October 21, 2010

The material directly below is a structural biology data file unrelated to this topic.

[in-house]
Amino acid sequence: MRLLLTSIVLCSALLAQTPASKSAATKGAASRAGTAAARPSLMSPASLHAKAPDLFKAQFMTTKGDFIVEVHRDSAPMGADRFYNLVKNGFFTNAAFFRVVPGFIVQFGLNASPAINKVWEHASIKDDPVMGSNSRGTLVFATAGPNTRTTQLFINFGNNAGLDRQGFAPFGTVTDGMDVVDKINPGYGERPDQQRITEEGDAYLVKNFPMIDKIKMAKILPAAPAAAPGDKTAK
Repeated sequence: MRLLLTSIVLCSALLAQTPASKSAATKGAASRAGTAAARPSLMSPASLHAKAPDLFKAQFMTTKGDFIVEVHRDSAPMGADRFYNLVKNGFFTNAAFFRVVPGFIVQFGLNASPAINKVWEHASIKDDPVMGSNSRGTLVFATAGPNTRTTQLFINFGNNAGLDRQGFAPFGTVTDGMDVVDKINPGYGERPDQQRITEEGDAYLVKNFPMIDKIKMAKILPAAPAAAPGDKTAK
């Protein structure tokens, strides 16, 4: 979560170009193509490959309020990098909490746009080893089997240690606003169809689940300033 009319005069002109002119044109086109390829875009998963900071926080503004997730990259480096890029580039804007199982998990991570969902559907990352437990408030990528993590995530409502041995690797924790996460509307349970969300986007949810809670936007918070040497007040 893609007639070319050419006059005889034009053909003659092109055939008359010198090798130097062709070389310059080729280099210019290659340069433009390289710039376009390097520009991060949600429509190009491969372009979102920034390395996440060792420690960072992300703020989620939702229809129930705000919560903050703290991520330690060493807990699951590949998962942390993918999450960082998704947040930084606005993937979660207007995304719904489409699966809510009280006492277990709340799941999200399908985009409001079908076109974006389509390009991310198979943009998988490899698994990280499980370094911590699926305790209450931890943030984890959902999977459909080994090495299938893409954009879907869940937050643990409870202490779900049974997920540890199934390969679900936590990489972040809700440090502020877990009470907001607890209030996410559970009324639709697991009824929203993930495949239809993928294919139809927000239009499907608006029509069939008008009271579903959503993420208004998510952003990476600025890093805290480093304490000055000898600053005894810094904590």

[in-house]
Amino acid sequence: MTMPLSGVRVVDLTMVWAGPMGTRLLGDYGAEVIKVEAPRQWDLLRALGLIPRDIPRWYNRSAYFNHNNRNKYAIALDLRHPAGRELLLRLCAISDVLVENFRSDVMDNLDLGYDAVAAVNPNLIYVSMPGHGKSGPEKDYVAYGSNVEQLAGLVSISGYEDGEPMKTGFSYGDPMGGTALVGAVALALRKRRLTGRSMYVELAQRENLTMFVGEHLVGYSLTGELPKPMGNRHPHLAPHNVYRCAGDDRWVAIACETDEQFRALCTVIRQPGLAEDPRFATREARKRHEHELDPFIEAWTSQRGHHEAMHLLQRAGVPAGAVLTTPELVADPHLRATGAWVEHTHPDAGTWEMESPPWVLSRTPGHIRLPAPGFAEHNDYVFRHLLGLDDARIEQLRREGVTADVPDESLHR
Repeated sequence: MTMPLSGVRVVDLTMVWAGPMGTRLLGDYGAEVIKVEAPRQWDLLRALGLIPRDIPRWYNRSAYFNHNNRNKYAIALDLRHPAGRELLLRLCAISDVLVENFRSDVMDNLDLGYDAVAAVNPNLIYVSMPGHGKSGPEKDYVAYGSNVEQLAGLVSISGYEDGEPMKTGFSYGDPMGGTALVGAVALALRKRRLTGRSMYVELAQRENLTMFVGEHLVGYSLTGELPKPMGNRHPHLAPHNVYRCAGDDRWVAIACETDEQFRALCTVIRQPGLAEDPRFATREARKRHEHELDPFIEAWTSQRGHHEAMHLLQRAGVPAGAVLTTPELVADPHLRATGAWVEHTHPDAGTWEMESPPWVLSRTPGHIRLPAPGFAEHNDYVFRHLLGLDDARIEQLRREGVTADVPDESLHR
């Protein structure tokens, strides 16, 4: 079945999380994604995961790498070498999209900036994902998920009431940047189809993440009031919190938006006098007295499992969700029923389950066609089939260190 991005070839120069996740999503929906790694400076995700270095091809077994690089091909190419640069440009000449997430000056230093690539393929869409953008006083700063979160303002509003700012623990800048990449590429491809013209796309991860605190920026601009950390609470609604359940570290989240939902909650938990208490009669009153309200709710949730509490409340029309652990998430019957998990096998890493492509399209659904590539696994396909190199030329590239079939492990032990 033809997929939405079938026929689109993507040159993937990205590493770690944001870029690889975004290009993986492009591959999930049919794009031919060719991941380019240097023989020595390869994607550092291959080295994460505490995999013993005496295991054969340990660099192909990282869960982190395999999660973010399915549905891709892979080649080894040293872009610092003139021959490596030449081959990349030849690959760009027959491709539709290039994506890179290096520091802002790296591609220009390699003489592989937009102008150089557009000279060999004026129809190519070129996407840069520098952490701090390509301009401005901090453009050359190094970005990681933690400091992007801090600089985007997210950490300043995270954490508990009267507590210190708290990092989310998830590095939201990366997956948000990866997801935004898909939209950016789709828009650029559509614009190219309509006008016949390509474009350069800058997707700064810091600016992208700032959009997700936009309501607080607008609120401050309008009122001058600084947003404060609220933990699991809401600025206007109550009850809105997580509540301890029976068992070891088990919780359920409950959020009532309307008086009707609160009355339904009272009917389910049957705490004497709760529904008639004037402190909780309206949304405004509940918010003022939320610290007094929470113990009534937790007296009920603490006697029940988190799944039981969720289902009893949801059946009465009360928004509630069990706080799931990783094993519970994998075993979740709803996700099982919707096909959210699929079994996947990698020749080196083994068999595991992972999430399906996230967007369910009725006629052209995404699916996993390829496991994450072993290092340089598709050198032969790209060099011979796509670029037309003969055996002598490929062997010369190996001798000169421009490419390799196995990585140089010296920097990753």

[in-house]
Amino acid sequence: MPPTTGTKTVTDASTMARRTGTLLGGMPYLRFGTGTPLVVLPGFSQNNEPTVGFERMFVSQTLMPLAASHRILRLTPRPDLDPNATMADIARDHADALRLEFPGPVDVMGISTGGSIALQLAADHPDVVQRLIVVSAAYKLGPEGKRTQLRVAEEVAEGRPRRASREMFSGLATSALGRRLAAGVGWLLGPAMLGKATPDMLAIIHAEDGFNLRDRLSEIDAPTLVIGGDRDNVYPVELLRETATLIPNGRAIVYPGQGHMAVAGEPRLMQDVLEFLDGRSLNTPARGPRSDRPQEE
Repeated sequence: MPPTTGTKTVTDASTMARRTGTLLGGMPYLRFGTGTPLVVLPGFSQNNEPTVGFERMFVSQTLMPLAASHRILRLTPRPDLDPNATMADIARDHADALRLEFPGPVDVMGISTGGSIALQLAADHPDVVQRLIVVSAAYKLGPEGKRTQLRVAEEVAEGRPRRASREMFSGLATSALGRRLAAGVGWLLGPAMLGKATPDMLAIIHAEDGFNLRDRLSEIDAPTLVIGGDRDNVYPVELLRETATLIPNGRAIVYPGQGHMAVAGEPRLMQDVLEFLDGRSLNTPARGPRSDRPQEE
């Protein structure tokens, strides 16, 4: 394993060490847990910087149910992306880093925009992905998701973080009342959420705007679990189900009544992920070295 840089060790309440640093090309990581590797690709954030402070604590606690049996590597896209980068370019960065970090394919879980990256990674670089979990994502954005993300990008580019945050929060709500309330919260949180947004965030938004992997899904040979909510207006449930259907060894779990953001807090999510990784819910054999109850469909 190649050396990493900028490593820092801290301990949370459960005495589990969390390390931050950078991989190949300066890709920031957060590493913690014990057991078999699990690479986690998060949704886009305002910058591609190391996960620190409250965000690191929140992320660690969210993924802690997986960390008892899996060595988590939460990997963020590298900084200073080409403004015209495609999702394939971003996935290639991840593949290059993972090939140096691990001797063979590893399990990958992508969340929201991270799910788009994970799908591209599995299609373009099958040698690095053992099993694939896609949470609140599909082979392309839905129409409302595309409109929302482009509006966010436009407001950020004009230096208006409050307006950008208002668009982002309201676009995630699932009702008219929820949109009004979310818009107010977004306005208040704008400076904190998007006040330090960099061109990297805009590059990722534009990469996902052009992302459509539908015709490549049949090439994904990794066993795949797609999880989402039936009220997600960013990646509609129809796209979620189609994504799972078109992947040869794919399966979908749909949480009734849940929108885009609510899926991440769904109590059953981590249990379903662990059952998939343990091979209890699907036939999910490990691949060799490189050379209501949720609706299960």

Pascual Jordan's path-breaking role as the protagonist of quantum field theory (QFT) is recalled and his friendly dispute with Dirac's particle-based relativistic quantum theory is presented as the start of the field-particle conundrum which, though in modified form, persists up to this date. Jordan had an intuitive understanding that the existence of a causal propagation with finite propagation speed in a quantum theory led to radically different physical phenomena than those of QM. The conceptional-mathematical understanding for such an approach began to emerge only 30 years later. The strongest link between Jordan's view of QFT and modern "local quantum physics" is the central role of causal locality as the defining principle of QFT as opposed to the Born localization in QM. The issue of causal localization is also the arena where misunderstandings led to a serious derailment of large part of particle theory e.g. the misinterpretation of an infinite component pointlike field resulting from the quantization of the Nambu-Goto Lagrangian as a spacetime quantum string. The new concept of modular localization, which replaces Jordan's causal locality, is especially important to overcome the imperfections of gauge theories for which Jordan was the first to note nonlocal aspects of physical (not Lagrangian) charged fields. Two interesting subjects in which Jordan was far ahead of his contemporaries will be presented in two separate sections.